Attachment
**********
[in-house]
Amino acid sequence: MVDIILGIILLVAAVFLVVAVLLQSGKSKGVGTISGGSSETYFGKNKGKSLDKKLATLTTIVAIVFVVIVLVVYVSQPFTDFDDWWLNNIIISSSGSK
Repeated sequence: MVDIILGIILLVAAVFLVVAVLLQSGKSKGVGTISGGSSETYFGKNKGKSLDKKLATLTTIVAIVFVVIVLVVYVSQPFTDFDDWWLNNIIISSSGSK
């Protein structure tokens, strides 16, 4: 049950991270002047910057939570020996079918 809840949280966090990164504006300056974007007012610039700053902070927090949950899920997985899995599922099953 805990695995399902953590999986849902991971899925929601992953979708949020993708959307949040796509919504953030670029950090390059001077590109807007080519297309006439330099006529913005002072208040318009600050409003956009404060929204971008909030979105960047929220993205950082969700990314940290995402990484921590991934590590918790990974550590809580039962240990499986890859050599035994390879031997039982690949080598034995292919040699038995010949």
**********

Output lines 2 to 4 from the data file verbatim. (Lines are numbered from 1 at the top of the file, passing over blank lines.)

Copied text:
Amino acid sequence: MVDIILGIILLVAAVFLVVAVLLQSGKSKGVGTISGGSSETYFGKNKGKSLDKKLATLTTIVAIVFVVIVLVVYVSQPFTDFDDWWLNNIIISSSGSK
Repeated sequence: MVDIILGIILLVAAVFLVVAVLLQSGKSKGVGTISGGSSETYFGKNKGKSLDKKLATLTTIVAIVFVVIVLVVYVSQPFTDFDDWWLNNIIISSSGSK
């Protein structure tokens, strides 16, 4: 049950991270002047910057939570020996079918 809840949280966090990164504006300056974007007012610039700053902070927090949950899920997985899995599922099953 805990695995399902953590999986849902991971899925929601992953979708949020993708959307949040796509919504953030670029950090390059001077590109807007080519297309006439330099006529913005002072208040318009600050409003956009404060929204971008909030979105960047929220993205950082969700990314940290995402990484921590991934590590918790990974550590809580039962240990499986890859050599035994390879031997039982690949080598034995292919040699038995010949």